posted by goodbyewaffles at 11:52 AM on January 22, 2018 [2 favorites]

I actually just traveled to the Big Island (and Maui) from the US east coast last month. We considered staying a day or two on the west coast before or after Hawaii, but the fares were more expensive and we did not have the vacation time to be away from our jobs longer than a week (and definitely wanted to be in Hawaii for a full week). However, I wish we were able to do that because I had issues adjusting to the time change, and got up too early and wanted to go to bed too early for most of the week we were in Hawaii. It would have been nice to spend a night or two on the west coast on the way there so it wasn't such a drastic time change. I was also just tired from a full day of flying there with two layovers- we left NC at 8am EST and arrived in Hawaii at 12am EST, for a total of 16 hours of travel- so it would have been nice to divide that up!

We had two layovers on the way back too, but they were red-eyes so we were able to sleep on the planes better than we did on the way there. I also recommend just going straight home on the way back.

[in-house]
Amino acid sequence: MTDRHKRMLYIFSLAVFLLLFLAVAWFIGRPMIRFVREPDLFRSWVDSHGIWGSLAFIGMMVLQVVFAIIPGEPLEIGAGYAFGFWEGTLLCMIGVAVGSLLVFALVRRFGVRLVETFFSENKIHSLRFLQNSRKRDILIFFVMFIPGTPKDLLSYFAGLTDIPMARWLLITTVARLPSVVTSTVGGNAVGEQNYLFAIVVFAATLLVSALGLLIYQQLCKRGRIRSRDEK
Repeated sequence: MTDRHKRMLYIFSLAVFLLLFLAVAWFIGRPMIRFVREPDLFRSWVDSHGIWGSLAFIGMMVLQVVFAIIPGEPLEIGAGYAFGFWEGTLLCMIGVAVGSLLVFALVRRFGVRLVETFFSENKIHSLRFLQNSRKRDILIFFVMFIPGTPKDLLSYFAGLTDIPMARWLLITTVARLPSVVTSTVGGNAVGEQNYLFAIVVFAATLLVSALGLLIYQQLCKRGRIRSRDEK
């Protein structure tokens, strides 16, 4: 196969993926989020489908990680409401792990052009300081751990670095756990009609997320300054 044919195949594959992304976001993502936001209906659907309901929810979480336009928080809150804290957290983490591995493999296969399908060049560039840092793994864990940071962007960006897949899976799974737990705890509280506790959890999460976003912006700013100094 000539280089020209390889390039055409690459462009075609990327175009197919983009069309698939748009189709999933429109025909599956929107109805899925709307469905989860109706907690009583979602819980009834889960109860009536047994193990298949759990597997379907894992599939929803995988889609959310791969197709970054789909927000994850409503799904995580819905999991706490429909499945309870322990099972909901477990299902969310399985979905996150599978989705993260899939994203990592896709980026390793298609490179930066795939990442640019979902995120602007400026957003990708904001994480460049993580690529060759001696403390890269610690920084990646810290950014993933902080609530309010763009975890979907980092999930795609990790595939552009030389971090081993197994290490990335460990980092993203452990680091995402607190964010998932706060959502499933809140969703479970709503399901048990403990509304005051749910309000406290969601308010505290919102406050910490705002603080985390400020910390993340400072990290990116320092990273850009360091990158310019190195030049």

So, if you can afford to take the time and spend a little extra, I would definitely recommend staying somewhere on the west coast for 2 nights on the way to Hawaii.
posted by Katie8709 at 12:11 PM on January 22, 2018 [1 favorite]

Have you checked to see how much more it would cost for the layover? You might end up paying the equivalent cost of three one-way flights (or 4 if you have a multi-day layover both ways) instead of a round-trip, especially if the layover pushes your intermediate leg from a cheaper mid-week day to a prime travel weekend.

If you still want to do this, pick SF over LA. Easier to see in a couple of days, unless there's one single part of Los Angeles you'd like to visit (i.e., just the beach, or just Hollywood, or just Disney, etc.)
posted by hwyengr at 12:31 PM on January 22, 2018